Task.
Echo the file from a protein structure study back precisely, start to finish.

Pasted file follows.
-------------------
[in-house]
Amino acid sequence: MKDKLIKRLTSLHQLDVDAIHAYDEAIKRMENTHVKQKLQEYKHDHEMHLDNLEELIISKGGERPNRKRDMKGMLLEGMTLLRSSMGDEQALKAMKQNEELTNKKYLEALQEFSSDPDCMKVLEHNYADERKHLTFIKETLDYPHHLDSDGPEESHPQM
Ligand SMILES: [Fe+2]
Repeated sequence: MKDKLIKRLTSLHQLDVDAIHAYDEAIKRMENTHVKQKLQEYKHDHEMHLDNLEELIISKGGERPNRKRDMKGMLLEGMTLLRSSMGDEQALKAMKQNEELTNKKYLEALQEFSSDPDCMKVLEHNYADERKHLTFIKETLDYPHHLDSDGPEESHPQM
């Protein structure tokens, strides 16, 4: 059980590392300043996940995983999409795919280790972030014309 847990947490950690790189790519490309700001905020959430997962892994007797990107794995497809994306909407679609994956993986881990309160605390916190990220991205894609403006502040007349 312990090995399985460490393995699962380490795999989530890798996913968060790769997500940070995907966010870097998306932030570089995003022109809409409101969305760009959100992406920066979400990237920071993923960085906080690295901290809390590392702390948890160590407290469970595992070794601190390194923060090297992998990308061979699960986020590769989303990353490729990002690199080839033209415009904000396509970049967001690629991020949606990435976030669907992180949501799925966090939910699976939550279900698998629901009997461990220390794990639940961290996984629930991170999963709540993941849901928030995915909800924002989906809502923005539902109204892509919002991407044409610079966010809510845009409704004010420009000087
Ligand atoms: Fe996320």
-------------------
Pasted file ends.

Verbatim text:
[in-house]
Amino acid sequence: MKDKLIKRLTSLHQLDVDAIHAYDEAIKRMENTHVKQKLQEYKHDHEMHLDNLEELIISKGGERPNRKRDMKGMLLEGMTLLRSSMGDEQALKAMKQNEELTNKKYLEALQEFSSDPDCMKVLEHNYADERKHLTFIKETLDYPHHLDSDGPEESHPQM
Ligand SMILES: [Fe+2]
Repeated sequence: MKDKLIKRLTSLHQLDVDAIHAYDEAIKRMENTHVKQKLQEYKHDHEMHLDNLEELIISKGGERPNRKRDMKGMLLEGMTLLRSSMGDEQALKAMKQNEELTNKKYLEALQEFSSDPDCMKVLEHNYADERKHLTFIKETLDYPHHLDSDGPEESHPQM
């Protein structure tokens, strides 16, 4: 059980590392300043996940995983999409795919280790972030014309 847990947490950690790189790519490309700001905020959430997962892994007797990107794995497809994306909407679609994956993986881990309160605390916190990220991205894609403006502040007349 312990090995399985460490393995699962380490795999989530890798996913968060790769997500940070995907966010870097998306932030570089995003022109809409409101969305760009959100992406920066979400990237920071993923960085906080690295901290809390590392702390948890160590407290469970595992070794601190390194923060090297992998990308061979699960986020590769989303990353490729990002690199080839033209415009904000396509970049967001690629991020949606990435976030669907992180949501799925966090939910699976939550279900698998629901009997461990220390794990639940961290996984629930991170999963709540993941849901928030995915909800924002989906809502923005539902109204892509919002991407044409610079966010809510845009409704004010420009000087
Ligand atoms: Fe996320």